Grenada’s 1974 constitution institutionalized an electoral system of first past the post, with an elected House of Representatives and a nominated upper house or Senate.
Between 1974 and 1999, the country operated a political system where no one party controlled all the seats in the lower house. Even the once formidable Sir Eric Gairy and his GULP never achieved that feat. The New National Party (NNP) led by Dr Keith Mitchell created history by winning all the seats in national elections.
New challenges arose as the framers of the constitution did not envisage such a phenomenon. In steps the office of the Governor General to “alleviate” the effects of the anomaly by invoking powers to appoint in his own name, three members of the upper house.
Interestingly, the said members are deemed to be “independent” but, as it now stands, all three appointees were defeated candidates of the main opposition party the National Democratic Congress (NDC). The NDC polled 41% of the popular vote but no seats in the lower house.
Dr Mitchell and the NNP got a “second bite on the cherry” when they won all 15 seats in the February poll. Ten days passed between the swearing in of the prime minister and the swearing in of the rest of the Cabinet. During that period, the commissioner of police was removed from office, a number of senior civil servants were redeployed and a number of other changes that should have been the subject of a cabinet conclusion.
Sir Eric Gairy once said, in response to a question about whether a decision which he had taken must get Cabinet’s approval, “I am the Cabinet.” History has now repeated itself.
The buzz word now among the upper echelons of the government is that “nothing moves” without the expressed wish or approval of the prime minister. Even the hiring of a driver or a janitor must be cleared by the “Chief”.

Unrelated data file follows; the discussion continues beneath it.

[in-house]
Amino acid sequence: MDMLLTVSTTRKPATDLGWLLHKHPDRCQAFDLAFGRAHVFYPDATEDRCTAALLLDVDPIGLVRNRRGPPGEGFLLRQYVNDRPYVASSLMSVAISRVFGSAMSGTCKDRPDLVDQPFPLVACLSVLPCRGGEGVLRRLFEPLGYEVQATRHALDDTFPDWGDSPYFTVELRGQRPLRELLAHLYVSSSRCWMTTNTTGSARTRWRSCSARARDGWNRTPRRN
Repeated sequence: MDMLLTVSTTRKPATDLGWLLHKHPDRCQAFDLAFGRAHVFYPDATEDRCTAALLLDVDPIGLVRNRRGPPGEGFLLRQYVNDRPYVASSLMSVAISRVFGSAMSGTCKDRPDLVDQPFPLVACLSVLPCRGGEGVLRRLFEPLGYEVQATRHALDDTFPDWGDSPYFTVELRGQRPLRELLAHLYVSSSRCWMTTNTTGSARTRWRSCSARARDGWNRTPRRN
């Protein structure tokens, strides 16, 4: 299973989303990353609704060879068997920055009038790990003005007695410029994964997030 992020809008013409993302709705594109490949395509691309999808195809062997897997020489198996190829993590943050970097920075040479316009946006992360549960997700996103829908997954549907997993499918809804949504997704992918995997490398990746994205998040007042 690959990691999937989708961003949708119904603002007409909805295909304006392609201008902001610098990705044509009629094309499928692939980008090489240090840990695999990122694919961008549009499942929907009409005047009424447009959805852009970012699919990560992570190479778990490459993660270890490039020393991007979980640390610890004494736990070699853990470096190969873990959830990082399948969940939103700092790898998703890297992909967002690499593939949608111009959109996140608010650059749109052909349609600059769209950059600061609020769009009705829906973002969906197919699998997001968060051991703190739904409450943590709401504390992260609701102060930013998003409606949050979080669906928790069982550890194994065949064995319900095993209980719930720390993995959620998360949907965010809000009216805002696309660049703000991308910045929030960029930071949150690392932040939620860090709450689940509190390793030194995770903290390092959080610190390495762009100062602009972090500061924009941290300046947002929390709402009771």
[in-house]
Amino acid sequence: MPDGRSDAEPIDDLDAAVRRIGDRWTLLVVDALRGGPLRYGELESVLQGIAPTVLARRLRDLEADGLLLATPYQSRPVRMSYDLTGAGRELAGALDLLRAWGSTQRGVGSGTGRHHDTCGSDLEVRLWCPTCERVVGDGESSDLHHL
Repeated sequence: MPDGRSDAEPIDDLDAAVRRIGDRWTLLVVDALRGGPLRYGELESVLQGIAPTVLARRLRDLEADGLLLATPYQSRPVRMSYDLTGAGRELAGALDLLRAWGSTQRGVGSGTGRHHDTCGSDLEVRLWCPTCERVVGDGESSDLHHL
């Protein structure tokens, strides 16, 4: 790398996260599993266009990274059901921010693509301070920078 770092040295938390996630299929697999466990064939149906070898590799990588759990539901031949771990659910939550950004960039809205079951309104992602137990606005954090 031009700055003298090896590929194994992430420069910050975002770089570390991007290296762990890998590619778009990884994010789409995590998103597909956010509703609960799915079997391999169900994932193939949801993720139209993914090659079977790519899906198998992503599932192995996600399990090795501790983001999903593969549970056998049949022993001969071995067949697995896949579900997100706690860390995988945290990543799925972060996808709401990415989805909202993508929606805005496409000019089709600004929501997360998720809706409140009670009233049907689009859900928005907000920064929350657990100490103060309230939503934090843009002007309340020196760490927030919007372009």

The national community has seen how the chief poker player stays in the background and pushes “Can do nothing wrong Steele, Otway-Noel and Oliver Joseph out front, in an effort to “soften’ the image of the now “kinder and gentler” Prime Minister Mitchell. Give us a break Hamlet with this cheap propaganda that can only fool the unsuspecting.
The enactment of the Electronic Crimes Bill and the Citizens by Investment Legislation without any changes after the public outcry shows clearly that Dr Mitchell will do what he wants during the life of this Parliament. Even in the face of the facts, NNP senators were paralyzed, even petrified to accept the truth about the reason why Canada imposed visa restrictions on Grenadians during the last sitting of the Upper House.
Some persons close to the government are uncomfortable with this emerging trend where the prime minister has taken unto himself the right of impunity, but no one dare question the “Chief”. Cabinet meetings continue to be a forum about petty things like who must travel, transfers of public officers, coupled with small talk and gossip.
The new round of public forum suggests that the “Dictator” is ever so conscious that the mandate he currently enjoys can evaporate if they don’t “deliver”. NNP insiders have expressed surprise that the battered NDC could have attracted 41% of the popular vote.
The concerted attempt to control the press using subtle techniques to force self-censorship has served to give citizens a nightly menu of biased news. The current unease in the high command of the police and the virtual paralysis of the public service has generated fear and anxiety among public officers. The recent mass transfer of Customs officers is a case in point.
The prime minister has said repeatedly that loyalty is more valuable than competence. Many persons have tied their “political tongue” because they fear that their relatives can be victimized by the regime, their children may be discriminated against in accessing jobs, government programs or scholarships.
The much vaunted “delivery train” is stuck in a swamp of empty promises while the “Chief” continues to build his Tower of Babel unaware that Grenada is supposed to be a democracy and not the playground of a constitutionally elected “dictator”.
Arthur Kallick was born in Trinidad and lived in Grenada until he moved to Canada in the late 1980s after completing secondary school. He has a Master’s in family counselling and child physiology from the University of Toronto. He is now a freelance writer and has been living in Grenada for the past six years, and at present works with Caribbean Family Planning unit as a counsellor